Is there anything more annoying than a lingering blocked nose? Yes, many other problems may be popping into your mind, and you are probably more than right. However, we can all agree that a stuffed up nose that lasts more than three days easily gets on our nerves, especially when it’s bedtime and we just want to have a good night’s sleep.
In a desperate bid to breathe softly and deeply again, a lot of people end up embracing topical nasal decongestants that provide them with quick relief, as if by magic. Yet, every magic trick keeps a secret that, once figured out, generally leads to disappointment. This is, more or less, what happens when using over-the-counter nasal sprays in the long run. Don’t you know anyone who can’t ‘live’ without them? In other words, people that need to use such sprays every few hours to keep ‘functioning’? It’s not surprising that some even call this dependence an addiction, but to what extent is it for real? And, if so, how can people become addicted to nasal decongestants?
Technically, an addiction is described as the state of being enslaved to a habit or practice that is psychologically or physically habit-forming, can be pleasurable, become compulsive, harmful and, in general, interfere with our daily life. For example, when it comes to drug addictions, the abuse of certain substances causes changes in the structure of the brain and creates a dependence that can be accompanied by a withdrawal syndrome upon cessation of repeated drug intake. And, no, this is not exactly what occurs when using nasal sprays, but…
What’s the problem, then? vasoconstrictors help open up clogged passages by the effect of chemicals (neo-synephrine, oxymetazoline and others) that cause the blood vessels to shrink, thereby reducing the inflammation in the nose. However, if you use them for more than 3 to 5 days in a row, you may start suffering from what experts define as ‘the rebound phenomenon‘. Basically, what happens is that, little by little, the nose gets used to the constriction and becomes less responsive to the medication. Looking for that immediate effect that leave their noses open and clear, some people increase the dose of the medication, spraying more and more frequently but experiencing less and less improvement of the symptoms instead.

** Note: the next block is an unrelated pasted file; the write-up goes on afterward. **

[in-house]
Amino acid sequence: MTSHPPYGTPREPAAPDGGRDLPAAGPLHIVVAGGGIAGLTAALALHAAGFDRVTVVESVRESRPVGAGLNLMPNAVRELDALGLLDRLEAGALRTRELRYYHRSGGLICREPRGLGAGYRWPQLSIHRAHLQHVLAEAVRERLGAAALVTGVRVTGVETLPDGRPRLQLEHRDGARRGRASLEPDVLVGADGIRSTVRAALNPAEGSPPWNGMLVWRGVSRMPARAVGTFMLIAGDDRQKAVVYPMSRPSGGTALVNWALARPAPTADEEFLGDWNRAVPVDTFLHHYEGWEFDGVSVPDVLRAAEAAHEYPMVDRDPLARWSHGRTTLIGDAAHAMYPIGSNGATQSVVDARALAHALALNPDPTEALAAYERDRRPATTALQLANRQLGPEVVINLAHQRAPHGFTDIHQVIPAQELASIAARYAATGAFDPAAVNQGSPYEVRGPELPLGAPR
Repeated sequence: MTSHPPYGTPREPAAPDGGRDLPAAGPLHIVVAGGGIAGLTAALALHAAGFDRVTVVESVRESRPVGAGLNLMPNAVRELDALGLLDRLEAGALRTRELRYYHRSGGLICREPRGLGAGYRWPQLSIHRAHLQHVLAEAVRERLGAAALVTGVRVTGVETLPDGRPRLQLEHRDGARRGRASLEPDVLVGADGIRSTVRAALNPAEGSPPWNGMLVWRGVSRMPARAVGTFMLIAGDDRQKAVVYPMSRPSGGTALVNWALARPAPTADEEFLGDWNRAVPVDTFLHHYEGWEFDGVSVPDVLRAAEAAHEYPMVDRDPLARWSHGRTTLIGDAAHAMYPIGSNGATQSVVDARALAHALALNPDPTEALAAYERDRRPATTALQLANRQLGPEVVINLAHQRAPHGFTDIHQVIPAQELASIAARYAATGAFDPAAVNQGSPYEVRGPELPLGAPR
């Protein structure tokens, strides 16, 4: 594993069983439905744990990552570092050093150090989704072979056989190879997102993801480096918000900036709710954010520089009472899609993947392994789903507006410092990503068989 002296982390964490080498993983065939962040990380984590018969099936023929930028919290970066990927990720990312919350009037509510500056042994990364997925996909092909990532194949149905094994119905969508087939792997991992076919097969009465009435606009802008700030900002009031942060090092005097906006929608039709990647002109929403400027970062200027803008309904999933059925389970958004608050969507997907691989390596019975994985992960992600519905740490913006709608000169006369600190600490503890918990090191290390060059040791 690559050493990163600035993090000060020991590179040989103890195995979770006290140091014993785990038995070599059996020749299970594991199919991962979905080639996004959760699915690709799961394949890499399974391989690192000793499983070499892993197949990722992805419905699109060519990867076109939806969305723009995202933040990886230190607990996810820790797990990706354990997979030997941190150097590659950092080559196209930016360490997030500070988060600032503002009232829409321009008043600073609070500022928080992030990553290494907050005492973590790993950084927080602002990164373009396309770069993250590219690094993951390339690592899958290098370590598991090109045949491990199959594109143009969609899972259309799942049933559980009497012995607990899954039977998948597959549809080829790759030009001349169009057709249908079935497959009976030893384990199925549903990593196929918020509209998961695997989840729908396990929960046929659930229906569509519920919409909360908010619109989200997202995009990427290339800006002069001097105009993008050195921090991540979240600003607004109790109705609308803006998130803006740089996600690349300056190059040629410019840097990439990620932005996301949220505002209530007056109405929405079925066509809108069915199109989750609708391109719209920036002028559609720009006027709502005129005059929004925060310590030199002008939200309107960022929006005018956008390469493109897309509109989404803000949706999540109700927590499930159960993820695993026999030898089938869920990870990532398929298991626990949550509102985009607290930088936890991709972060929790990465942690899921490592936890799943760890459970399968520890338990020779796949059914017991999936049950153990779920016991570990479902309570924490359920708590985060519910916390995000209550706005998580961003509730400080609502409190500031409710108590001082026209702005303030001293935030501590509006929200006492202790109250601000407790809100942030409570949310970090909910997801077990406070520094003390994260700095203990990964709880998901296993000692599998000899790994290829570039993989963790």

This vicious circle leads to a condition called ‘rhinitis medicamentosa’, which is characterized by nasal obstruction with neither sneezing nor rhinorrea. There are times when people get caught up in this situation for months and even years, which can provoke physical damage (septal perforation and, rarely, a saddle-nose deformity).
Getting over rhinitis medicamentosa isn’t easy. It might take you a weaning process for a few weeks through which you could have symptoms of withdrawal, including a worsening congestion, headaches and trouble falling sleep.
So, yes, overusing nasal sprays bears a resemblance to what we identify as an addiction, even if it doesn’t entail any changes in your brain. And it happens more often than you would expect and even to famous people. If you don’t believe it, ask the actress Kaley Cuoco, famous for her role of ‘Penny’ in the American TV show ‘The Big Bang Theory’, who last year confessed her addiction to nose sprays. “I couldn’t get enough. It was such a problem that I ruined my sinus, so I had to get it fixed. I actually made it completely worse”, she admitted.
Nasal decongestants? Yes, it’s definitely an option, but not for more than three to five days. If you happen to suffer from conditions like chronic sinusitis, look for alternatives, especially those products that are 100% natural. And we are sure you’ll breathe the difference!
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